Blade Runner 2049 was somewhat omitted. It’s way more appreciated than the first installment from 1982 but there’s a chance that the nominations are the only thing they’ll get. Sound throughout this cyberpunk future was just right and so was the whole cinematography. All the sets and visuals were so close to the original and so XXI century at the same time. Denis Villeneuve is a true visionary. Finally there’s a director who introduces sci-fi to a different level and it is quite appreciated by the Academy. His Blade Runner-ish future is both post-apocalyptic and old school.
The plot itself is trying to be both surprising and safe at the same time. I know that Blade Runner has welcomed a lot of devoted fans who wouldn’t like the continuation no matter what. But then, 2049 wasn’t actually making anything less important. It was a great tribute and expansion of the world. There were a lot of small touches for the fans and it was completely breaking the XXI century schema. Seeing so many futuristic films with laser gun fights and huge explosions, it is static and calm. The screenplay was very well thought and these 3 hours in cinema was worth it. I hope that we’ll get 4 hours director’s cut. Both film and fans diserved it.
Star Wars: The Last Jedi
- Original Score – John Williams
- Visual Effects – Ben Morris (III), Michael Mulholland (I), Neal Scanlan, Chris Corbould (I)
- Sound Mixing – Matthew Wood, Ren Klyce
- Sound Editing – David Parker, Michael Semanick, Ren Klyce, Stuart Wilson
New Star Wars was the biggest disagreement in popculture I’ve seen in a longer while. Strikethrough by the fans completely, it was well received by the critics. Oscar nominations were basically duplicated from The Force Awakeness (except Film Editing, but it was quite populated category this year). John Williams was the most obvious Oscar nominee there is. Sounds of the laser blasters, lightsabers and starships are good, but so common these days.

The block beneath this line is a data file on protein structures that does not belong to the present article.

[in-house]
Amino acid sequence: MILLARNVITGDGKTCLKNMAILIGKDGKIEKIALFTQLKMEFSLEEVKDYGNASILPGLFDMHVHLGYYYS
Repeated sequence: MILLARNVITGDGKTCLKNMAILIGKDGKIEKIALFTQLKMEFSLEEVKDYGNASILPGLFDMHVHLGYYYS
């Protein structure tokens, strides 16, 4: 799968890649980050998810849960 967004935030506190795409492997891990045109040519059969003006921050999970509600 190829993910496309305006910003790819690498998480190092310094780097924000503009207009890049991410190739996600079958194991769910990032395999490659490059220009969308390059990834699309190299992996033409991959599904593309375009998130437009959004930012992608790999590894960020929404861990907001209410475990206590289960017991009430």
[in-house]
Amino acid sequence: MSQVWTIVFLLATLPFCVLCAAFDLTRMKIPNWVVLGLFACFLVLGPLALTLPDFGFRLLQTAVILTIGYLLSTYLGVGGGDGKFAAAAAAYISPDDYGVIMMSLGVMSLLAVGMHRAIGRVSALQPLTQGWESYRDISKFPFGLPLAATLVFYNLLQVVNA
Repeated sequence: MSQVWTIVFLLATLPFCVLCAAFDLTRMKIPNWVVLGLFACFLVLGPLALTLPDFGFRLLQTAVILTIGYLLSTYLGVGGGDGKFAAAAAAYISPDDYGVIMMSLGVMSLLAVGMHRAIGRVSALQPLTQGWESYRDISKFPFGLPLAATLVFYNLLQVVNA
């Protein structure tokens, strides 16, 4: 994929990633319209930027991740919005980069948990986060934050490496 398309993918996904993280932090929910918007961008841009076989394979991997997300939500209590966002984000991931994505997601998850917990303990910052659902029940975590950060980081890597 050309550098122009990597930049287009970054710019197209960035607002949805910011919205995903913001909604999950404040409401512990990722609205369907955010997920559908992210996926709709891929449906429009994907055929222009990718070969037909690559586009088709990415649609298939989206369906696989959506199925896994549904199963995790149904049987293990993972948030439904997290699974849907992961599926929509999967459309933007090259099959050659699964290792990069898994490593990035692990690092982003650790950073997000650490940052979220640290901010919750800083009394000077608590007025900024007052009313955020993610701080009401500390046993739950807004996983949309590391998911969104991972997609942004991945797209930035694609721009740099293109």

About the plot, The Last Jedi has too many opinions. I wrote like 4 pages of a debate about it myself and I am still not sure whether I want to post it and start that discussion. Knowing how touchy some Star Wars fans are, it might be massive. But from the technical point of view, it is a nice piece. Especially that badass fight (with red soldiers) was well cut.
Guardians of the Galaxy Vol 2
- Visual Effects – Christopher Townsend (II), Guy Williams (VII), Jonathan Fawkner, Daniel Sudick
Marvel didn’t get much this year. Having three films with so great reviews, they ended up with only one Oscar nomination with barely a chance of winning it. However I am still proud of JamesGunn and his team about this one. Because noone expected it. Thor: Ragnarok was shining the most, being super different and unexpected. With Spider-man on the other hand – because everyone loves Spidey, Guardians were somewhat forgotten.
The film was somewhat a fanfiction of the previous one. It was completely a child of James Gunn and I don’t believe Marvel Studios had much to say about it. Guardians Vol 2 has no impact on the wider MCU story and director had almost complete creativity management on his side.
Effects were indeed hard to forget. They were dealing with the Earth-like CGI and cosmic ones. Ego himself was a beauty, speaking of both the “man” and the “planet”, of course. I can’t imagine how long actors worked only with the green screen. Everything spacey had to be done by the computers, no wonder. There wasn’t much Earthly sets, which is fun. A lot of films make the universe as something very human and Gunn kinda tries to avoid it as much as possible. And don’t forget of Baby Groot. Pure damn CGI.
- Sound Editing – Julian Slater, Mary H. Ellis, Tim Cavagin
- Film Editing – Jonathan Amos, Paul Machliss
- Sound Mixing – Julian Slater
The best heist movie of the year for sure. Edgar Wright made a film where every single sound has its point. Music? Perfectly fit. Some may say it’s so obvious of a plot, but going past that, technical aspects are simply beautiful. Especially when you have insight how it was made.
I demand that they grab at least one Oscar. This film is worth watching at least for the editing if not the plot. The director known for his visionary behaviour, made it a small enterntainment masterpiece. I am really sad he had too many differences to do Ant-man with Marvel Studios, but I can’t disagree that a lot of his ideas were in the film anyway. Here he shows everything he’s got and created a film perfected in every way.
Ansel is slowly becoming a star. I wish him very much luck, he’s growing to be more than just a romantic interest. Well, acting in Baby Driver itself was great, actually. Jamie Foxx outdid himself as some kind of a villain, and there is the infamous Kevin Spacey who is great as always, at least on the screen.
See ya in part two